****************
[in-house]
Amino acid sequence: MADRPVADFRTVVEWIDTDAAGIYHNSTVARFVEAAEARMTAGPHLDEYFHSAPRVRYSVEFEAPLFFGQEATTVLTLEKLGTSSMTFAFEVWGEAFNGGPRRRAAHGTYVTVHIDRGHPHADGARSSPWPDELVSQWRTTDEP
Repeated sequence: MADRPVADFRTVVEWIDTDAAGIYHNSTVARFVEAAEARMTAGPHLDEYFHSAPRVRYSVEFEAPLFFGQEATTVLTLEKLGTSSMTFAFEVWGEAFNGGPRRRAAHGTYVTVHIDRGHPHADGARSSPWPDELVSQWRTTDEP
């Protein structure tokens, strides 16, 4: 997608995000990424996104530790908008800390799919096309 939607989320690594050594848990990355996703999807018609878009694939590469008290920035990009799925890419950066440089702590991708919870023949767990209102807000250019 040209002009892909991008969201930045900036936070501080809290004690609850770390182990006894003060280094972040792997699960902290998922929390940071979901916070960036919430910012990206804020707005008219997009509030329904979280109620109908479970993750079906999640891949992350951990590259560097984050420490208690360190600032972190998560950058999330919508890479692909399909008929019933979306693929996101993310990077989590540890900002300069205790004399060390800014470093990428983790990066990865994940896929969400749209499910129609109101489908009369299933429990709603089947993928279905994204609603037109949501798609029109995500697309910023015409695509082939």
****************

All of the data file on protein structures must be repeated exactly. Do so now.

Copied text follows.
[in-house]
Amino acid sequence: MADRPVADFRTVVEWIDTDAAGIYHNSTVARFVEAAEARMTAGPHLDEYFHSAPRVRYSVEFEAPLFFGQEATTVLTLEKLGTSSMTFAFEVWGEAFNGGPRRRAAHGTYVTVHIDRGHPHADGARSSPWPDELVSQWRTTDEP
Repeated sequence: MADRPVADFRTVVEWIDTDAAGIYHNSTVARFVEAAEARMTAGPHLDEYFHSAPRVRYSVEFEAPLFFGQEATTVLTLEKLGTSSMTFAFEVWGEAFNGGPRRRAAHGTYVTVHIDRGHPHADGARSSPWPDELVSQWRTTDEP
């Protein structure tokens, strides 16, 4: 997608995000990424996104530790908008800390799919096309 939607989320690594050594848990990355996703999807018609878009694939590469008290920035990009799925890419950066440089702590991708919870023949767990209102807000250019 040209002009892909991008969201930045900036936070501080809290004690609850770390182990006894003060280094972040792997699960902290998922929390940071979901916070960036919430910012990206804020707005008219997009509030329904979280109620109908479970993750079906999640891949992350951990590259560097984050420490208690360190600032972190998560950058999330919508890479692909399909008929019933979306693929996101993310990077989590540890900002300069205790004399060390800014470093990428983790990066990865994940896929969400749209499910129609109101489908009369299933429990709603089947993928279905994204609603037109949501798609029109995500697309910023015409695509082939």